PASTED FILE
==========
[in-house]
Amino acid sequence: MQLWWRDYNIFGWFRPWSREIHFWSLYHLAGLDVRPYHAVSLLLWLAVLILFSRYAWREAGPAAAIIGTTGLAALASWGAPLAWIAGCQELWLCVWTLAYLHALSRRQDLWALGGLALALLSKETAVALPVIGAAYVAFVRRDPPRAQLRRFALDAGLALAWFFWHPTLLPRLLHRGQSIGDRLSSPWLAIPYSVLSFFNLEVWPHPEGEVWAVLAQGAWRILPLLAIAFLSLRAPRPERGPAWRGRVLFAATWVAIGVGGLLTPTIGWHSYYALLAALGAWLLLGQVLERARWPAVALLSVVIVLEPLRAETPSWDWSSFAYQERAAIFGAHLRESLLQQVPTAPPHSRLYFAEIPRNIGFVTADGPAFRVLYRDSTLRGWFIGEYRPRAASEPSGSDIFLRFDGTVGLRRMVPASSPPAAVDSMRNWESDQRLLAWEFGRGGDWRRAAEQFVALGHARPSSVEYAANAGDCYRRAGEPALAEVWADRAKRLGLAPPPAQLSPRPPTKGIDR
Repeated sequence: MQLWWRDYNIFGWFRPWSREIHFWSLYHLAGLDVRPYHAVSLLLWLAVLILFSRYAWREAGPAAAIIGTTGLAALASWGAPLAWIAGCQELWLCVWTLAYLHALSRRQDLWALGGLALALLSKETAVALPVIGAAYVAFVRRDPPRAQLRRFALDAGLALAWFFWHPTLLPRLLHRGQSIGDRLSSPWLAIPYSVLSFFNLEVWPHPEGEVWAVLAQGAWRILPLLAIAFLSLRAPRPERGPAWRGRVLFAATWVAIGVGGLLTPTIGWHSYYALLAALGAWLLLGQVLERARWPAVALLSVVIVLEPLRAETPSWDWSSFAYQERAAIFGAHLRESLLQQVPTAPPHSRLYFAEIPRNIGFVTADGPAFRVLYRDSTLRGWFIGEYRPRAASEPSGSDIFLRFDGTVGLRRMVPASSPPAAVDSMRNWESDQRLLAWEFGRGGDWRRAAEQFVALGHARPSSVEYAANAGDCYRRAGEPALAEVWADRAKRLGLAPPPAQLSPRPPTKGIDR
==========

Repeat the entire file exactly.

[in-house]
Amino acid sequence: MQLWWRDYNIFGWFRPWSREIHFWSLYHLAGLDVRPYHAVSLLLWLAVLILFSRYAWREAGPAAAIIGTTGLAALASWGAPLAWIAGCQELWLCVWTLAYLHALSRRQDLWALGGLALALLSKETAVALPVIGAAYVAFVRRDPPRAQLRRFALDAGLALAWFFWHPTLLPRLLHRGQSIGDRLSSPWLAIPYSVLSFFNLEVWPHPEGEVWAVLAQGAWRILPLLAIAFLSLRAPRPERGPAWRGRVLFAATWVAIGVGGLLTPTIGWHSYYALLAALGAWLLLGQVLERARWPAVALLSVVIVLEPLRAETPSWDWSSFAYQERAAIFGAHLRESLLQQVPTAPPHSRLYFAEIPRNIGFVTADGPAFRVLYRDSTLRGWFIGEYRPRAASEPSGSDIFLRFDGTVGLRRMVPASSPPAAVDSMRNWESDQRLLAWEFGRGGDWRRAAEQFVALGHARPSSVEYAANAGDCYRRAGEPALAEVWADRAKRLGLAPPPAQLSPRPPTKGIDR
Repeated sequence: MQLWWRDYNIFGWFRPWSREIHFWSLYHLAGLDVRPYHAVSLLLWLAVLILFSRYAWREAGPAAAIIGTTGLAALASWGAPLAWIAGCQELWLCVWTLAYLHALSRRQDLWALGGLALALLSKETAVALPVIGAAYVAFVRRDPPRAQLRRFALDAGLALAWFFWHPTLLPRLLHRGQSIGDRLSSPWLAIPYSVLSFFNLEVWPHPEGEVWAVLAQGAWRILPLLAIAFLSLRAPRPERGPAWRGRVLFAATWVAIGVGGLLTPTIGWHSYYALLAALGAWLLLGQVLERARWPAVALLSVVIVLEPLRAETPSWDWSSFAYQERAAIFGAHLRESLLQQVPTAPPHSRLYFAEIPRNIGFVTADGPAFRVLYRDSTLRGWFIGEYRPRAASEPSGSDIFLRFDGTVGLRRMVPASSPPAAVDSMRNWESDQRLLAWEFGRGGDWRRAAEQFVALGHARPSSVEYAANAGDCYRRAGEPALAEVWADRAKRLGLAPPPAQLSPRPPTKGIDR